Setting ground rules to prevent blaming or direct criticisms is how to avoid this problem, and ask to create suggestions for future improvements in a positive and constructive manner. 

Review what was learned

Consider what insights were gained during the project, and allow all members to engage on this topic. This can be useful in future projects to get better results. 

Address weaknesses

Every project will run into some problems. Learn what can be improved to avoid these issues and consider how it was handled. 

Celebrate!

Ultimately, this shouldn’t be too negative a meeting, it should be a cause for celebration and a chance to feel proud of a job well done. Praise members for their hard work to make sure they are happy after the project and motivated. 

Depending on the budget, location of the team, and preferences, arrange some fun activity to do together. This could be going for a meal, having a party, or some online activity if the team is remote, such as a game or quest you can do together, or just a more fun virtual get together. 

Brainstorming meetings

Brainstorming meetings

Brainstorming meetings are a chance to find new and exciting ideas, either for new projects or solutions. The content will vary significantly, and may be at different points in the project journey, nonetheless, these are a few things to consider making them productive as possible:

Have a goal

The joy of a brainstorming session is the creativity and the sense of no bad answers. The technical stuff can wait, and it’s all about ideas. But this does not mean that there shouldn’t be any constraint, as some control will help focus and channel the creativity. Some vague goal isn’t useful, such as “How to make the team work better” rather have something specific “how can we improve our inter-staff communication”. 

Facilitate well

The facilitator should be ensuring that everyone speaks, properly listens and engages with all ideas, and is generally good at running meetings. While this could be you as a project manager, it may be better suited to someone else who is sociable, knowledgeable and organized, and you can take part yourself in the brainstorming process as you will have a wide range of knowledge of different areas.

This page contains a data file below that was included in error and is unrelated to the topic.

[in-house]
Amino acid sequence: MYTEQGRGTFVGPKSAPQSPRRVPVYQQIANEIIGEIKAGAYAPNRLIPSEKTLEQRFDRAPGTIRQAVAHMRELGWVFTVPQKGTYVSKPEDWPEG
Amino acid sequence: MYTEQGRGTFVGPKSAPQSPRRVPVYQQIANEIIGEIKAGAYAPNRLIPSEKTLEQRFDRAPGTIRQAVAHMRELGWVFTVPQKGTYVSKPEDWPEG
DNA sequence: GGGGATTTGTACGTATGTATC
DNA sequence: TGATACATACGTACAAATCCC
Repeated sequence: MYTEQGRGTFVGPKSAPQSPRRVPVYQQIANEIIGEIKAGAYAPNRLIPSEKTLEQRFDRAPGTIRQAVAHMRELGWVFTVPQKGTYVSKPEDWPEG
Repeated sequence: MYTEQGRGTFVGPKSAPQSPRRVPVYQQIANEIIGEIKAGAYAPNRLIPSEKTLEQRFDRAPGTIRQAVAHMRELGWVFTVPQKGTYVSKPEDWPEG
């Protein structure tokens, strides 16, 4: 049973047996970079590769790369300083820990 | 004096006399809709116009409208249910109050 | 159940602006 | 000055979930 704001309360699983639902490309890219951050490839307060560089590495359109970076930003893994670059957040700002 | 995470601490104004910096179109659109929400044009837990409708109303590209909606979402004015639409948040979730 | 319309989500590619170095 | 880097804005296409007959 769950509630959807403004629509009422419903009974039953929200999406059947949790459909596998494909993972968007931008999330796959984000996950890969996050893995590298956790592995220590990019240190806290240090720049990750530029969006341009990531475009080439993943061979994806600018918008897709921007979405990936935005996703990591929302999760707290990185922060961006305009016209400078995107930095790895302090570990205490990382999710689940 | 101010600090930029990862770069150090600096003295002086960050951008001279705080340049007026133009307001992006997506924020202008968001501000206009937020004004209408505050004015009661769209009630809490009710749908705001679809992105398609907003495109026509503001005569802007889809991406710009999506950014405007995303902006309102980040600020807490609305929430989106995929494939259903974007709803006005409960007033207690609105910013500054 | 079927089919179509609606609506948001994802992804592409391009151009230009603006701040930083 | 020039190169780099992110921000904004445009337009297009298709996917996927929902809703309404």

Get the right team

There is no use having people at the meeting who aren’t knowledgeable on the topic at hand or not motivated to solve it. Getting the right members in the meeting is a key part of a good session

Have an interesting setting

If you are having this meeting online, the options are a bit more limited. However, if offline, consider going to a novel location away from the usual office to stimulate creativity in the meeting.

Use the right tools

This is particularly important for virtual sessions to make them more fun and engaging. Have interactive apps, like Trello or Google Jamboard, in order for everyone to cooperate in a stimulating manner. Using online tools will foster a more creative setting than just a call. 

At the end, summarize the best ideas and share them somewhere for others to see it and review. However, just because the session has ended, doesn’t mean the conversation should. Have a chat on a program like Slack to continue the brainstorming and to develop any ideas, because creativity is something to always encourage. 

Conclusion

types of meetings in project management

We hope you now feel more ready for all types of meetings in project management. We gave tips for many meeting types and explained key things to remember about them. Adapt the meetings and agendas appropriately and prepare accordingly, and you will master all these different meetings! 

There are many different types of meetings, but there are some universal tips nonetheless. What is essential for all types of business meetings is to record and summarize them, ideally with the help of software, such as Notiv. Creating good agendas, sharing this information in advance, and using online tools for engaging meetings are also universal tips you should follow. 

However, also remember that when you have too many meetings, it can be easy to burnout. Read more on how to prevent meeting fatigue and have more productive and efficient meetings, regardless of their meeting type.